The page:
Question of indictment wording does not derail case
Questions concerning the wording of the indictment in a case alleging the abuse of an elderly man may delay a final resolution.
Public defender Sherri Smith argued her motions of demurrer and special demurrer in Jones County Superior Court Aug. 23. The definition of a demurrer in a criminal case is a defendant’s assertion that the indictment is legally insufficient. A demurrer involves a consideration of the document itself, not any of the evidence.
A special demurrer is an issue with the clarity of the charges. The law requires that the defendant be informed of what the state alleges he or she did.
Smith represents Vonshell Laquon Napier, who was arrested Feb. 14 and charged with four counts of threatening or intimidating a disabled adult or elder person.
Napier was indicted on four counts of exploitation and intimidation of a disabled adult, elder person or resident April 10. Her codefendant, Beverly Burney Jackson, was indicted on two counts of the same charges.
The motions were heard by Superior Court Judge Alison Burleson, and Senior Assistant District Attorney Dawn Baskin represented the state.
In her arguments, Smith objected to the word “snatching” in the indictment as not being specific and said two of the counts described the same conduct. She asked for the state to be more specific.
Baskin styled the case for the court. She said Napier and Jackson were caretakers of the victim whose son put a camera in the room of a local nursing home.
“The video shows the acts alleged in the indictments,” she said.
The prosecutor said the state might need to re-indict the case, agreeing that as the charges are worded now, the last two charges could merge. She said, if the case goes to trial, it would be her burden to prove the charges.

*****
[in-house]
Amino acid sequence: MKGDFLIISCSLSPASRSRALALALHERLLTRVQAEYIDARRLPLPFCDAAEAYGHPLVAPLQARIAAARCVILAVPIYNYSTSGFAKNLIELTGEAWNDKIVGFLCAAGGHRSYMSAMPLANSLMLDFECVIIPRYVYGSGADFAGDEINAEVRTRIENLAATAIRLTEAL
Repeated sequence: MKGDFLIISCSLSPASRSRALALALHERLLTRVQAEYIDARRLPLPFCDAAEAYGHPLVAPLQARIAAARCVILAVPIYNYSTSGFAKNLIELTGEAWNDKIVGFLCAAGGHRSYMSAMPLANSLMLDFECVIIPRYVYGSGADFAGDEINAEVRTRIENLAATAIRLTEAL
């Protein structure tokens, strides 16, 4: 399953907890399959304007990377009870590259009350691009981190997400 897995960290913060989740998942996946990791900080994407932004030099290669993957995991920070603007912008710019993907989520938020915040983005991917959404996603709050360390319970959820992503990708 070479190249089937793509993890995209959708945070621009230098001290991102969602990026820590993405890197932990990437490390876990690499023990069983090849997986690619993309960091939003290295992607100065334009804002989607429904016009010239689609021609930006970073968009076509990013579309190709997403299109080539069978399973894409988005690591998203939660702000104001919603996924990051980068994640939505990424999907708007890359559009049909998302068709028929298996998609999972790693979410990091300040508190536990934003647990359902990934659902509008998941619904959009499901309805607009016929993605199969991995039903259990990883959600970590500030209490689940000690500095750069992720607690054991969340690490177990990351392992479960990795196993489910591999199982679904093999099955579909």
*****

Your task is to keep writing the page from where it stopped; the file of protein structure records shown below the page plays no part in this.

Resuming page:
“I do believe there is sufficient information in the paragraph to describe the nature of the crimes and don’t believe there is a basis for a demurrer,” she said. “The indictment is very specific.”
Smith continued to assert that her client was entitled to her offenses being stated plainly so they could easily be understood by a jury.
“We’re not asking for perfect; we’re just asking for clear,” she said.
After listening to the arguments of both attorneys, Burleson denied the motions. The judge said she felt all the elements of the crime were included in the indictments, but she did note that in sentencing, the last two counts could merge.
Baskin thanked the court and commented she would get with the family of the victim to decide whether to re-indict the case. If the case is re-indicted, the process would start from the beginning, and that could mean it would take longer to bring the case to trial.
In a story about the arrests in The Jones County News, Maj. Earl Humphries stated that the sheriff’s office was called by the administrator of Lynn Haven Health and Rehabilitation Feb. 1, after the victim’s family made the accusation of elder abuse.
The victim was an 89-year-old male and the evidence in the case consisted of approximately 100 video clips that were each from 2-5 minutes in length from a nanny cam that was placed in the victim’s room by his son.
He said the victim had told the son something was not right but was not able to explain what was happening. That was what caused the son to place the nanny cam.
Humphries said after reviewing the videos, investigators identified six instances of physical abuse and the same number of mental abuse instances.
The major said the two CNAs were identified from the videos as the offenders, and he was satisfied they were the only ones involved in the abuse.
Jackson was arrested Feb. 9 and released on a $10,000 bond. Napier was arrested Feb. 14 and released the following day on a $30,000 bond.